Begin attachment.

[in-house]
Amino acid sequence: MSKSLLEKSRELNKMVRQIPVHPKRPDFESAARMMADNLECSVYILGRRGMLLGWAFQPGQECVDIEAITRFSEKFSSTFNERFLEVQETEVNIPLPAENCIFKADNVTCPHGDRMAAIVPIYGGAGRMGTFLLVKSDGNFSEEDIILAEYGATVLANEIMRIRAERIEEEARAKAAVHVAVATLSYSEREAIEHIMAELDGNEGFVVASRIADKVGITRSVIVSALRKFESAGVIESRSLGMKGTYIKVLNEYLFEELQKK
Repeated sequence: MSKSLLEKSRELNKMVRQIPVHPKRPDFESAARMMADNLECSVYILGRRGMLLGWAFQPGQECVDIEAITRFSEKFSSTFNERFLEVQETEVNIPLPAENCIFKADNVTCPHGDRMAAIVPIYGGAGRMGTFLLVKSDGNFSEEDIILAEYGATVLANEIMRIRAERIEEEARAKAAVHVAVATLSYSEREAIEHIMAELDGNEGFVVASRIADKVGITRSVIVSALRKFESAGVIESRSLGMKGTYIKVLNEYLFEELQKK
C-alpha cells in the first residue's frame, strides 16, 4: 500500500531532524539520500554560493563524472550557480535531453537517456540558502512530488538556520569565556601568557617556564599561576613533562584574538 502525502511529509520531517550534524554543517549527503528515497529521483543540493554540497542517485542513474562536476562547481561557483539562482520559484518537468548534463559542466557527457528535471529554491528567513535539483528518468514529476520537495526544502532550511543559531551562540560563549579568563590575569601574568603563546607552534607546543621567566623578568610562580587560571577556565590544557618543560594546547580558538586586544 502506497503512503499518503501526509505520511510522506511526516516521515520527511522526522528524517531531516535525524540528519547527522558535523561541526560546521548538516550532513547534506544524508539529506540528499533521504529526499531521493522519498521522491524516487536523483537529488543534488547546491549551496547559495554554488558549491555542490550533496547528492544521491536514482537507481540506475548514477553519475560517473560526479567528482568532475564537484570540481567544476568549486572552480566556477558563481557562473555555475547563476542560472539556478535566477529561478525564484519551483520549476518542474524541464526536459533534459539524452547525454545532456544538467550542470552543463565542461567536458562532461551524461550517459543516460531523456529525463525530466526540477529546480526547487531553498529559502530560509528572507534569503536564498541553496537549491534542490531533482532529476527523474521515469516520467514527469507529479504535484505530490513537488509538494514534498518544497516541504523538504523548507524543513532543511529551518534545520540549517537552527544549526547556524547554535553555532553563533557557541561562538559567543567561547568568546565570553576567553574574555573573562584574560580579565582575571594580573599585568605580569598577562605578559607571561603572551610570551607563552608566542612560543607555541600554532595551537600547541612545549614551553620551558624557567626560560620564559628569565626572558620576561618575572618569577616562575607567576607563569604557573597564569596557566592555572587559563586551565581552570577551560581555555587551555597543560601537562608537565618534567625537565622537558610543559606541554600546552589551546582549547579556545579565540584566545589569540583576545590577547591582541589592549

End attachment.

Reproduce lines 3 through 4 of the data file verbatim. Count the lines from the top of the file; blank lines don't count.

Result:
Repeated sequence: MSKSLLEKSRELNKMVRQIPVHPKRPDFESAARMMADNLECSVYILGRRGMLLGWAFQPGQECVDIEAITRFSEKFSSTFNERFLEVQETEVNIPLPAENCIFKADNVTCPHGDRMAAIVPIYGGAGRMGTFLLVKSDGNFSEEDIILAEYGATVLANEIMRIRAERIEEEARAKAAVHVAVATLSYSEREAIEHIMAELDGNEGFVVASRIADKVGITRSVIVSALRKFESAGVIESRSLGMKGTYIKVLNEYLFEELQKK
C-alpha cells in the first residue's frame, strides 16, 4: 500500500531532524539520500554560493563524472550557480535531453537517456540558502512530488538556520569565556601568557617556564599561576613533562584574538 502525502511529509520531517550534524554543517549527503528515497529521483543540493554540497542517485542513474562536476562547481561557483539562482520559484518537468548534463559542466557527457528535471529554491528567513535539483528518468514529476520537495526544502532550511543559531551562540560563549579568563590575569601574568603563546607552534607546543621567566623578568610562580587560571577556565590544557618543560594546547580558538586586544 502506497503512503499518503501526509505520511510522506511526516516521515520527511522526522528524517531531516535525524540528519547527522558535523561541526560546521548538516550532513547534506544524508539529506540528499533521504529526499531521493522519498521522491524516487536523483537529488543534488547546491549551496547559495554554488558549491555542490550533496547528492544521491536514482537507481540506475548514477553519475560517473560526479567528482568532475564537484570540481567544476568549486572552480566556477558563481557562473555555475547563476542560472539556478535566477529561478525564484519551483520549476518542474524541464526536459533534459539524452547525454545532456544538467550542470552543463565542461567536458562532461551524461550517459543516460531523456529525463525530466526540477529546480526547487531553498529559502530560509528572507534569503536564498541553496537549491534542490531533482532529476527523474521515469516520467514527469507529479504535484505530490513537488509538494514534498518544497516541504523538504523548507524543513532543511529551518534545520540549517537552527544549526547556524547554535553555532553563533557557541561562538559567543567561547568568546565570553576567553574574555573573562584574560580579565582575571594580573599585568605580569598577562605578559607571561603572551610570551607563552608566542612560543607555541600554532595551537600547541612545549614551553620551558624557567626560560620564559628569565626572558620576561618575572618569577616562575607567576607563569604557573597564569596557566592555572587559563586551565581552570577551560581555555587551555597543560601537562608537565618534567625537565622537558610543559606541554600546552589551546582549547579556545579565540584566545589569540583576545590577547591582541589592549